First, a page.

I have many native English friends I talk with and I have noticed one thing among them: they use question tags (not quite question tag but more of a rhetorical question) in a different way. For example, they will use "she does?" instead of does she? when you tell them something like "she likes apples". So the conversation can be illustrated as:

You: She likes apples
Addressee (native English): she does?

Another example:

A: she has told me the truth.
B: she has?

Surprisingly, I recently watched "Sherlock Holmes" and came across such kind of questions a lot, particularly in "A scandal in Belgravia".

My question is: is this common among native English speakers to use questions like that? How often do you use them in real life? Is it considered a rhetorical question?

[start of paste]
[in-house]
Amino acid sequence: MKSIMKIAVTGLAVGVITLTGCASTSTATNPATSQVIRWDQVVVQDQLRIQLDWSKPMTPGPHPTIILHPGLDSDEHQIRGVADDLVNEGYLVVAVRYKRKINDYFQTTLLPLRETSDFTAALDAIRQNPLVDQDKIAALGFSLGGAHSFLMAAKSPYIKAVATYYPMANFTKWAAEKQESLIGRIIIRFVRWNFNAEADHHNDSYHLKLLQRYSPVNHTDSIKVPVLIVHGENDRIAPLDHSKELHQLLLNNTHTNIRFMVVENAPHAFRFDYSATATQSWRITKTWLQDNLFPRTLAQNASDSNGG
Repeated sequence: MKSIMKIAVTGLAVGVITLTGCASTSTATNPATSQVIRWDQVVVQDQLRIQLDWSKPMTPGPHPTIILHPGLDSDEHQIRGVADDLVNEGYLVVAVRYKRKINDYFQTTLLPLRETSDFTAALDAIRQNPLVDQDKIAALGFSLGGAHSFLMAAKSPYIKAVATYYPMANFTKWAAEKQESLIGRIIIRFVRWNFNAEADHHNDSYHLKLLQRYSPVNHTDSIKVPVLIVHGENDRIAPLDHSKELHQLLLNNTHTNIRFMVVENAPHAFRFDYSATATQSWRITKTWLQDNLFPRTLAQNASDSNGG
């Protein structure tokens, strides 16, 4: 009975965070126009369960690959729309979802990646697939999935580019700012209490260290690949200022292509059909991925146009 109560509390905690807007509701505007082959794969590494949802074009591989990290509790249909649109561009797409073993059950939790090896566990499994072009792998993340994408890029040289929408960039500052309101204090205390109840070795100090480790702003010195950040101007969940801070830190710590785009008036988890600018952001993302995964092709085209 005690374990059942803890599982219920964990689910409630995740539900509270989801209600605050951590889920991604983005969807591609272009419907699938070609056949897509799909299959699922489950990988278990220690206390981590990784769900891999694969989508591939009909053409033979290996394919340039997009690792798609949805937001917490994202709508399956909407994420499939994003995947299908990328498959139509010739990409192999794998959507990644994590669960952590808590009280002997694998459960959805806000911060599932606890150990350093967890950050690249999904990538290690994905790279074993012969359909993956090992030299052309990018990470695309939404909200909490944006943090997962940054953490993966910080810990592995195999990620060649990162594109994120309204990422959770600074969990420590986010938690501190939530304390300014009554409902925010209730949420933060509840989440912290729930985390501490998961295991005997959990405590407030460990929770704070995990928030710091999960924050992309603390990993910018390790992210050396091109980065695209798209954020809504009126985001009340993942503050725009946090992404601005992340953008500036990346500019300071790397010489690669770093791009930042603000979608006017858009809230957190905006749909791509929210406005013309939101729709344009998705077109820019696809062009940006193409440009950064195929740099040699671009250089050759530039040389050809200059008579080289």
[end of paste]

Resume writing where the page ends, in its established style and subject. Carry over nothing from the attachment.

1 Answer 1


Yes, that's very common. A similar effect can be had using words like, "Really?" and "Seriously?"

It can be rhetorical, but doesn't have be. In fact, perhaps the most common use is to express mild surprise, thereby inviting the other person to elaborate. Facial expression and tone of voice can help decide wnat the precise meaning is, as well as any additional words the person asking may add. For example:

You: She likes apples.

Me: [surprised] She does? But she told me she hates all fruit.

But as I say, it is possible to use it rhetorically:

You: She likes me.

Me: [grinning] She does? Yeah, well you keep telling yourself that sunshine.

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